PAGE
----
Google Plus, Privacy Minus

I started using Google Plus a few weeks ago.   I really liked it, and started following some of the hordes of other librarians already on it right away.  I was excited by its collaborative possibilities, and ready for an alternative to Facebook.    Probably one of the best things about Google Plus (for now, anyway) is the total lack of any commercial entities.

Recently some things have happened which make me question my decision.

G+ accounts suspended without good reason
Recently I’ve started seeing stories like this one about how Google Plus is deleting accounts “en masse” without disclosing specific reasons for doing so.

Loss of all Google Services
This story in particular caught my attention.  It is an open letter from a student who was denied access to all of Google’s services, supposedly due to a violation in Terms of Service (this was never explained).  In the process, he lost lots of data and had his life disrupted.  Needless to say, he is now embittered against Google, and who can blame him?  Also, what’s to stop this from happening to someone else?  What would you do if this happened to you?

A  colleague of mine describes the security concerns inherent in using cloud services this way:  “If you keep your stuff at someone else’s house, don’t be surprised when they move.”  Or, in this case, when they change the locks.

Public vs. Private Accounts
I’ve also heard that accounts that aren’t set to Public will be automatically deleted on July 31st.  I disagree but, after all, it is their product.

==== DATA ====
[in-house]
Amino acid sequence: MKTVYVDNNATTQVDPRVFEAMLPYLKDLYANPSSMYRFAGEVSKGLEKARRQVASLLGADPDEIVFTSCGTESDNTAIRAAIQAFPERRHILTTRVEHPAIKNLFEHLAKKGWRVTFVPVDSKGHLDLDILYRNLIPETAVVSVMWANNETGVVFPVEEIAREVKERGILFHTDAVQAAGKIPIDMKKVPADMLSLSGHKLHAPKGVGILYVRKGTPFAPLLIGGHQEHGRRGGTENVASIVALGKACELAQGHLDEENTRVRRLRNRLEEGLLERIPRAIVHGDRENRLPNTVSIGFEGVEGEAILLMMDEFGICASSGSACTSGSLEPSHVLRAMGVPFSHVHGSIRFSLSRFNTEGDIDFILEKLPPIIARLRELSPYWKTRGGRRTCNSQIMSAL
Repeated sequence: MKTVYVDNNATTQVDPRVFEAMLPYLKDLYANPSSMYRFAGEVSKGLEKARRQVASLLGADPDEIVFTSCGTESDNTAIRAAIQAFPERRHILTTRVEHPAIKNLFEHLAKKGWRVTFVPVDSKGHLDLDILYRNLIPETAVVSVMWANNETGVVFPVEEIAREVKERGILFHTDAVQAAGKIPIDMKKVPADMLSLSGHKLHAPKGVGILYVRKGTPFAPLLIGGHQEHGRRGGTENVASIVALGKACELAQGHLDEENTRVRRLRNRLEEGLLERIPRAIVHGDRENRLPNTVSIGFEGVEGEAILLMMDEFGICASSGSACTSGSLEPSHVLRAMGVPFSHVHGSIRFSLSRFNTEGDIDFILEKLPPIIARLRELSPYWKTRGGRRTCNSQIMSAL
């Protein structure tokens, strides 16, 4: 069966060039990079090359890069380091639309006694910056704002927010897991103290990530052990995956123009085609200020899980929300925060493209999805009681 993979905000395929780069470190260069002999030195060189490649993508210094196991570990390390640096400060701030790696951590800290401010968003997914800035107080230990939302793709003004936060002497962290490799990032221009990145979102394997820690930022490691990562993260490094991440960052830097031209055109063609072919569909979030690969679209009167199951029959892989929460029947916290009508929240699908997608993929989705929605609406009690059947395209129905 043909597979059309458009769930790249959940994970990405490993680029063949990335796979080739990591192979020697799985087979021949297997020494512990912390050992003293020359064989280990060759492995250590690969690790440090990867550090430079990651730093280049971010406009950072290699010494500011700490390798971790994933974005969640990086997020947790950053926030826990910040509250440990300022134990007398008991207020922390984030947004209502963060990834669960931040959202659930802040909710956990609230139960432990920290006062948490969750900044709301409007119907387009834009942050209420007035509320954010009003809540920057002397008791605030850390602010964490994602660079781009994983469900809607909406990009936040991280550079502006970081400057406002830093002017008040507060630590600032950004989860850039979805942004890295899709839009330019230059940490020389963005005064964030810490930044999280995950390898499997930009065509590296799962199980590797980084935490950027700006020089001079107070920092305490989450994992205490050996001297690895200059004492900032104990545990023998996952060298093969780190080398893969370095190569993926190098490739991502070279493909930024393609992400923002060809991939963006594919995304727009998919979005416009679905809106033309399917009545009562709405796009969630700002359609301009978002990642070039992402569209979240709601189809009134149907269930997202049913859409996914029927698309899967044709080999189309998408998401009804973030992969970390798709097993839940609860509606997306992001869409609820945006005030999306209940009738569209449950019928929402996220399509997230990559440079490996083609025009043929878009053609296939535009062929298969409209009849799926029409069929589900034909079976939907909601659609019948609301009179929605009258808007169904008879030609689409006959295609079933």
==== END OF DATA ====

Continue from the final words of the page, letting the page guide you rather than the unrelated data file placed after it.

Below is an excerpt from Google Plus help section (emphasis mine):

“The purpose of Google Profiles is to enable you to manage your online identity. Today, nearly all Google Profiles are public. We believe that using Google Profiles to help people find and connect with you online is how the product is best used. Private profiles don’t allow this, so we have decided to require all profiles to be public.

Keep in mind that your full name and gender are the only required information that will be displayed on your profile; you’ll be able to edit or remove any other information that you don’t want to share.

If you currently have a private profile but you do not wish to make your profile public, you can delete your profile. Or, you can simply do nothing. All private profiles will be deleted after July 31, 2011.”

Pseudonym Ban
Google+ is also banning pseudonyms.  This concerns me because I don’t feel comfortable using my full name on the Internet, and try to avoid it when possible. Others are concerned about disclosing their identity online, because they have been stalked or otherwise abused.  Why should their safety be compromised?
Here is an excerpt from Google’s policy:

“On Google products such as Blogger and Picasa, users can use three types of identities: pseudonymous ( activity tied to a made up name) , identified (activity tied to your real name), and unidentified (activity tied to neither).”

On Google Plus, however, users have only one option: identified.

Skud at infotropism has some excellent posts on this topic.  She even surveyed over 100 people who had their Google Plus accounts suspended for name-related reasons. Many of them had excellent reasons for not using their full names, including government employment, incidents with stalkers, backstabbing colleagues, online harassment, and many more.

Now what?
I really like Google + so far.  And I do use other Google features, such as Gmail, Google Reader, and Google Docs.

But I’m not so sure that I’m OK using the products of a company that…

A)…kicks people off of its service without any warning or way to access their information. Even YouTube will give you several warnings.


B)…hasn’t addressed valid concerns about user safety and privacy.

I totally get that G+ is a social network, designed to help people connect with others.  But…privacy and safety are not black and white.

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One thought on “Google Plus, Privacy Minus

  1. GREAT post! Lots to think about! I don’t really have time for yet another social network/online activity, but was giving Google+ a try. I’m concerned now that if I stay on Google+, I could get locked out of my really important stuff on Blogger. HMM, may be time to export my blogs to WordPress if only to have a backup site. Thanks for the heads up!

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